I have a confession. I played pretend well beyond what would’ve been considered appropriate. And I was never alone. My brother, whose memory bank held the lines of every movie ever created, was and would always be my number one playmate. We spent hours in our backyard wilderness–or the quarter acre of wooded bliss–crafting and creating elaborate playscapes in which we could get lost. Summer break was a treat because the trees were dense and the days were long, those magical, unending moments of youth that seem so distant, and still so close.
We had a treasure trove of detailed stories, including mythical settings and multiple characters with names only children born in the 1980s would choose, like Jessica and Amanda and Nick. Though I once played a rugged seafarer named Sven. Even as I write this I can’t help but have a good laugh at that one. Our backyard treehouse was a ship tossed in the gales of a raging sea. The tree that had fallen across the creek was a tightrope for an acrobatics troupe led by Esmeralda, of course. We operated a swanky hotel at Grandma’s house, the Platters playing softly in the “lobby.” Our characters had story arcs that lasted for months. We drew their faces with crayons, gave them backstories, threw in a plot twist and created chaos. But our most crowning achievement was by far our spy agency of brilliant minds working together to thwart an enemy and protect the country.
We called our organization the Center of Minnesota Conference. Not sure why we chose Minnesota as our imaginary locale. Maybe it was due to our rampant obsession with all three Mighty Ducks movies, which I still watch, and love, and I’m not even sorry for that. As I reflect on it now, we often solved our cases with what probably was, in our minds, very cool rollerblading montages, and not just us skating in circles in the basement with Spice Girls blaring in the background.
At the Center of Minnesota Conference, or COMC (because acronyms are also very cool), we solved complex international espionage cases. Every state had a center conference, but ours was far superior, a legend among the leagues. I would say, conservatively, that he and I juggled approximately five main characters at a time. The only names I can remember for mine were Miriam and Alex, and I wonder if he still recalls his. They had ages and birthdays and relationships and intrigue. Two of my main characters were in love, and I believe they eventually got married at some point.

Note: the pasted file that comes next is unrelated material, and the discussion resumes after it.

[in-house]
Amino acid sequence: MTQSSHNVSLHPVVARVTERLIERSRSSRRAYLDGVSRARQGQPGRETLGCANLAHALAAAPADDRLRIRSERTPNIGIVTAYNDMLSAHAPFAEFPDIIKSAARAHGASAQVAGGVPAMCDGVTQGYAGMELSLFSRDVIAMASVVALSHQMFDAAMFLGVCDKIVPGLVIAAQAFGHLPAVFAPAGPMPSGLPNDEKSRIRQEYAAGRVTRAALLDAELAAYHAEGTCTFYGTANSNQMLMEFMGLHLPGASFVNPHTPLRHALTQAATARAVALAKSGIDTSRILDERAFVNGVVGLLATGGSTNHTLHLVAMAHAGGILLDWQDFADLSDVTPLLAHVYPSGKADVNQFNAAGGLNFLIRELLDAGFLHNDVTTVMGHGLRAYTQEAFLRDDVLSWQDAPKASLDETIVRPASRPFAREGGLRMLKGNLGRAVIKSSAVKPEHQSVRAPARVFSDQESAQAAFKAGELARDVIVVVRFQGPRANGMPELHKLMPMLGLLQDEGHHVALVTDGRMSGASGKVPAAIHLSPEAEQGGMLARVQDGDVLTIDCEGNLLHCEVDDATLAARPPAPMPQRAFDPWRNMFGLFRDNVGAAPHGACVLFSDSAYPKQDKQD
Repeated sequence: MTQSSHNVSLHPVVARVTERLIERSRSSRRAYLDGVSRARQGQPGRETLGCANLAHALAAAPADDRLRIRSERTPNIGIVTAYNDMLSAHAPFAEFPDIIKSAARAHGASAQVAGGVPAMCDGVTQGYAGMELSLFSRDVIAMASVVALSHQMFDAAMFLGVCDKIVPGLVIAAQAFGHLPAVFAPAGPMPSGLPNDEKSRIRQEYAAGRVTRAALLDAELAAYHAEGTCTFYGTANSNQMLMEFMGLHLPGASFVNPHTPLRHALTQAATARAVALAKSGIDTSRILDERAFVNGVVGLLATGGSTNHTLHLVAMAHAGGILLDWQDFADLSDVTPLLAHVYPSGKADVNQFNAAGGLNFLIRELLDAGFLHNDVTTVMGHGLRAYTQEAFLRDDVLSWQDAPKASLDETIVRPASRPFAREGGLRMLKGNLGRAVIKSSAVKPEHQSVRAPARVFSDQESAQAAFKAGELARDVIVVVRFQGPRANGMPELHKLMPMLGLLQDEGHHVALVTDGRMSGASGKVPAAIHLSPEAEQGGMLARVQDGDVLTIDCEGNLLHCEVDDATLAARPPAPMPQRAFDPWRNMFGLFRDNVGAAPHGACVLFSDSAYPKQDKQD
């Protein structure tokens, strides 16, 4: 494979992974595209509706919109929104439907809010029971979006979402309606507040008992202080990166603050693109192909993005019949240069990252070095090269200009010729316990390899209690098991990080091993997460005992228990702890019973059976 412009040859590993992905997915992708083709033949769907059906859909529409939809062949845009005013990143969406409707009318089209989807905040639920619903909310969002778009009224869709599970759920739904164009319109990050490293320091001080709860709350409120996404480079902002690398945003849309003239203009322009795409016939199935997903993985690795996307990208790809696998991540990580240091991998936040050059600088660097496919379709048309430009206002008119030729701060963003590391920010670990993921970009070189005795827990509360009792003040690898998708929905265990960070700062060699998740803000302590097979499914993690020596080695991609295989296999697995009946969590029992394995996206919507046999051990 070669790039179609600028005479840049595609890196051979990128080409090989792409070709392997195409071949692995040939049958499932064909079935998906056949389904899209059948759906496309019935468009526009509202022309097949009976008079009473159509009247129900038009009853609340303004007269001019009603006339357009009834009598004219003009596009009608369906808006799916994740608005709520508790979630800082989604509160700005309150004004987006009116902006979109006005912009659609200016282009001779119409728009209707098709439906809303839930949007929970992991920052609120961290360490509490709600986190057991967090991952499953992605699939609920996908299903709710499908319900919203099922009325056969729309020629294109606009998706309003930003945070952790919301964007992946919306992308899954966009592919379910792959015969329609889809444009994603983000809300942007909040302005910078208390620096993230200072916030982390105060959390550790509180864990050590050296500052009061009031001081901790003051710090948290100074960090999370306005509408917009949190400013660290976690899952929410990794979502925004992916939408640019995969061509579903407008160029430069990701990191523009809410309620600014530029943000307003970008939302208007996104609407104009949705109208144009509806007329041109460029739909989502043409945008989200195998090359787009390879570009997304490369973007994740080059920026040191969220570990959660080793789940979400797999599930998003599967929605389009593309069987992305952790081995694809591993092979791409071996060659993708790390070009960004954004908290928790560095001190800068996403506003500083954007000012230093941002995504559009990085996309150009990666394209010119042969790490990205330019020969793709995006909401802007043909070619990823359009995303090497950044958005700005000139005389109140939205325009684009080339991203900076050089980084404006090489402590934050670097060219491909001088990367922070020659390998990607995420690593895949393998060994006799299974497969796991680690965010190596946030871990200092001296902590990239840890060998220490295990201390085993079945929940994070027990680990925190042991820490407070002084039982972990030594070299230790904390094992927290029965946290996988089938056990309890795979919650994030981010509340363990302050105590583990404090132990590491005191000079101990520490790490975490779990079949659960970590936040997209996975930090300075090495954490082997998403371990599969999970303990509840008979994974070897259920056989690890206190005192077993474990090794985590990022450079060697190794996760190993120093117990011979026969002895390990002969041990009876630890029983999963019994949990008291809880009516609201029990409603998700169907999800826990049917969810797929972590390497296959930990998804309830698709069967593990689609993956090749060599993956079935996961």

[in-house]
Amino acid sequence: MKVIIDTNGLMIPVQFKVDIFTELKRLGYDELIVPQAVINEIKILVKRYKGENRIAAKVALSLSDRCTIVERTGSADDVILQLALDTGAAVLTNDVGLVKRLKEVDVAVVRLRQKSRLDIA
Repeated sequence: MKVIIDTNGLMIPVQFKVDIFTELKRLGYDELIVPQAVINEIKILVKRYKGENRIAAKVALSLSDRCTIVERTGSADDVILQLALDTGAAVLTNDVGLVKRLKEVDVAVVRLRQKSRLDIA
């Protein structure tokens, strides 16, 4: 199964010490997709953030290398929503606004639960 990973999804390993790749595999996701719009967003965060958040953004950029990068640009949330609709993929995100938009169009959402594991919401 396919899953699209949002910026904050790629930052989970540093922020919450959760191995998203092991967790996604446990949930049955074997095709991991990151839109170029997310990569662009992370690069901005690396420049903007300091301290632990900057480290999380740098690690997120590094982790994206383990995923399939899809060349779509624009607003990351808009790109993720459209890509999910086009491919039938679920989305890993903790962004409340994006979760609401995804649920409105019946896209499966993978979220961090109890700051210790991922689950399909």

As we sought to defeat our enemies, we played the Mission Impossible theme song on an old tape deck, just to get hyped. Our soundtracks consisted of songs that had been taped from the radio, and we could never quite avoid the DJ’s commentary interrupting either end. Our spy gadgets were borrowed from books and movies and improvised with whatever toys and tools we had available.
The villains worked overtime to outsmart us. We wrote up ransom letters on our boxy Windows 95 computer with varying Microsoft Word fonts, then printed them out and sent them to our heroes’ doorstep. Our first antagonists were a set of brothers, Moe and Bo Bobo, and don’t ask me to explain how we came up with such compelling names. When we got bored with them, or eliminated them, there were new threats that arose, influenced by what we were watching at the time. Superpowers and magic created a new challenge for our heroes, as shows we watched every day after school, like Sailor Moon, filtered into our mindset.
Our spying heroes and heroines would collect intel on the enemy and deliver a strike. They weren’t infallible, though. Sometimes their injuries would land them in the hospital, adding another layer to our imaginary world. These themes would last for weeks and months, and though my memory condenses all of these experiences together, it seems as though there were endless hours of play.
Life does move quickly, and we all, unfortunately, grow up. But I will always treasure that time my brother and I had together, when we dove in to our imaginations and stayed there, never questioning why it was weird that we could never see the objects of our creation, or that we were sometimes talking to ourselves. It was so real then, and it still seems real now.
Today is my brother’s birthday and I want nothing more than to thank him for being the coolest partner this big sister could ever ask for. Because of you, I laid the foundation that I draw on to write stories today. Through your wide and beautiful imagination, I found the soul of my craft. Now, before I write anything, I act out the scenes, give my characters voices, and rehearse their dialogue, seeing everything only in my mind. And for a moment, I’m a kid again.